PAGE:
Distance control, not aim, is the key to becoming a good if not great putter and consistent distance can only come from a consistent repeatable stroke. Rather than concentrate on a new way to do alignment lines or making a new face insert to improve the ball’s roll why not figure out a design that will improve distance control?
That’s what Odyssey, Callaway Golf’s putter division, did with their solution coming to market as the Stroke Lab putter line.
According to Sean Toulon, Callaway’s senior vice president and general manager of Odyssey, “These new putters epitomize what Stroke Lab is all about. Questioning the norm for the purpose of developing putters that perform substantially better to help golfers make more putts.”
With the speed of putting surfaces increasing due to advance in agronomy it’s not unusual for even recreational players to face with a Stimpmeter reading of 10 or 11 during a weekend round. On the PGA Tour 11 and 12 are the norm and 13 or 14 are not uncommon.
In response makers have made putter heads heavier and heavier, often more than 350 or 360 grams, the thinking being that when greens are fast the stroke doesn’t have to be as big. Part of this trend is the popularity of relatively lightweight larger grips which means putter swing weights have gotten extremely high sometimes as high as F3–a typical driver has a D2 swing weight.
The critical factor in the Stroke Lab design was to make the shaft from graphite with a steel tip section which Odyssey says reduced shaft weight by 40 grams. To keep the overall weight constant, 10 of the 40 grams were moved to the head distributed in two sole weights. The remaining 30 grams went to the grip end with a 40-gram end weight (shaft plug) and a stock grip weighing 10-grams less. The shaft at 75 grams is lighter but with a much higher MOI (resistance to twisting) and the weight distributed to encourage a free and consistent stroke. Odyssey says testing of Stroke Lab putters showed a 25% improvement in backswing length consistency which makes the stored energy more reliable. The design helps to raise the consistency of the face angle at the end of the backswing by almost 20% so the amount of face rotation needed to be back at square at impact is more predictable.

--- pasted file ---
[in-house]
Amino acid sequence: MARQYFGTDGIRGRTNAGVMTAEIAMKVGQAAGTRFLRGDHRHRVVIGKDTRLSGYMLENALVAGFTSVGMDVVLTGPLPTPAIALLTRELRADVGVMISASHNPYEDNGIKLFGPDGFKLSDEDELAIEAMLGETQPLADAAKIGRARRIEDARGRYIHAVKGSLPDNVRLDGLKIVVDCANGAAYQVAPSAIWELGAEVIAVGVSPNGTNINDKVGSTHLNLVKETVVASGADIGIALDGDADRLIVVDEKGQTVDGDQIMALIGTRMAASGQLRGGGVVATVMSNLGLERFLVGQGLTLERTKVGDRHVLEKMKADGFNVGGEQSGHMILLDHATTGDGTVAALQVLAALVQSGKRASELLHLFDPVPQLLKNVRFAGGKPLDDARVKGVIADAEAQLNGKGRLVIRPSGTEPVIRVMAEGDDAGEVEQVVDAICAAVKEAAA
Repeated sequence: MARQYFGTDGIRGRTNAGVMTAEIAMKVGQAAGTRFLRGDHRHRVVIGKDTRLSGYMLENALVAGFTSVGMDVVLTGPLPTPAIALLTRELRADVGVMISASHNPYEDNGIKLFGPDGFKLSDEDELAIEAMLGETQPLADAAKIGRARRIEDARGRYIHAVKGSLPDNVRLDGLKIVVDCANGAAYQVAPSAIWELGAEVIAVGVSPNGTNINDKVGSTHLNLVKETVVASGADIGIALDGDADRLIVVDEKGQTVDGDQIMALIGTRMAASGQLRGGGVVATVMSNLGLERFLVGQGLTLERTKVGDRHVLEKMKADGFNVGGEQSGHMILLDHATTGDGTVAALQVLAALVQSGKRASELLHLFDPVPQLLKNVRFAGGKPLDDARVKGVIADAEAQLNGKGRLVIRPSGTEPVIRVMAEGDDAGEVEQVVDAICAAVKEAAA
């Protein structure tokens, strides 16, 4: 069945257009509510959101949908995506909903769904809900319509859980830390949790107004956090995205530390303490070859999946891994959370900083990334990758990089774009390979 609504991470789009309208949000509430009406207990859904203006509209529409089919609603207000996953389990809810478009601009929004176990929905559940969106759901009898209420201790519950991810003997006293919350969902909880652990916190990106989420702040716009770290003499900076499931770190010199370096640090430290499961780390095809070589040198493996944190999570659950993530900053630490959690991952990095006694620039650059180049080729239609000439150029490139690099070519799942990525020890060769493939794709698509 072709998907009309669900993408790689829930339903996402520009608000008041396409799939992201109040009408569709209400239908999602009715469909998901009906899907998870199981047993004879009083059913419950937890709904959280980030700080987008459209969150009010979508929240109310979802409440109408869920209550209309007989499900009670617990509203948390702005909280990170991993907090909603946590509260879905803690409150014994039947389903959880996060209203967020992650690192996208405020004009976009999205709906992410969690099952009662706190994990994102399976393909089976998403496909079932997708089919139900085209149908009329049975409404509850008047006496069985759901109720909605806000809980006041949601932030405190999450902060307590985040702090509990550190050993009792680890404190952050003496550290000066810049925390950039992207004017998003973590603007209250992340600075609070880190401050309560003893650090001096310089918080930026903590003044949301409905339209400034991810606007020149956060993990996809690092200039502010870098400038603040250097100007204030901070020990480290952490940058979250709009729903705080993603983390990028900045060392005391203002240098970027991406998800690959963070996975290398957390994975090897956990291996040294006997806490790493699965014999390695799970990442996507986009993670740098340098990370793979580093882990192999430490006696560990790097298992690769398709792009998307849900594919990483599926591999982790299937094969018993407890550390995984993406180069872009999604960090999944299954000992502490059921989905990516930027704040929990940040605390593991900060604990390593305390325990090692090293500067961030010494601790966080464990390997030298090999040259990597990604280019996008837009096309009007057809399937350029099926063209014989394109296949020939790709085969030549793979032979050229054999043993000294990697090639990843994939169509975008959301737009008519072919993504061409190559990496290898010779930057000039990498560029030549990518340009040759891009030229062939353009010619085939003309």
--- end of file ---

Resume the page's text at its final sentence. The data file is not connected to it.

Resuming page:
“You feel the difference immediately,” said Luke Williams, senior director of putter marketing. “The putter head moves freely, smoothly and on a sound path, helping you roll the ball accurately while giving you greater speed-control.”
On the course there no doubt the shaft of a Stroke Lab putter is different looking and different feeling. The balance of the head, grip and graphite/steel shaft are great. The Tuttle model was tested extensively on and off the course and it was one of very few putters in my experience didn’t required a “break-in.” There was no time wasted “getting used to it.”
From the first it was simply a case of picking the line and making the stroke.
Did every putt go in? Of course not, but three putts are almost a thing of the past because if the first putt missed the second is close enough to be makeable…even a tap in. Phil Mickelson fans will recognize the #9 Stroke Lab as being the putter he used to win “The Match” against Tiger Woods and Francisco Molinari putted lights out in with a Toulon Madison model winning the Arnold Palmer Invitational making a 43 foot birdie on the 72nd hole.
Brand & Model: Odyssey Stroke Lab Putter
Key Features: Graphite/steel combination shaft Lower torque and flex White Hot Microhinge race insert
Retail Price & Availability: $250 in shops now
Need to know: Controlling distance by redoing weight distribution including a graphite shaft with a steel tip improves stroke consistency. Most popular Odyssey mallet and blade shapes: #7, #7S, Marxman, Marxman S, 2-Ball Fang, 2-Ball Fang S, Red Ball, Red Ball S, Tuttle, Tuttle Flow, VLine, V-Line ang S, V-Line CS, #2, #3; #9, Double Wide and Double Wide Flow.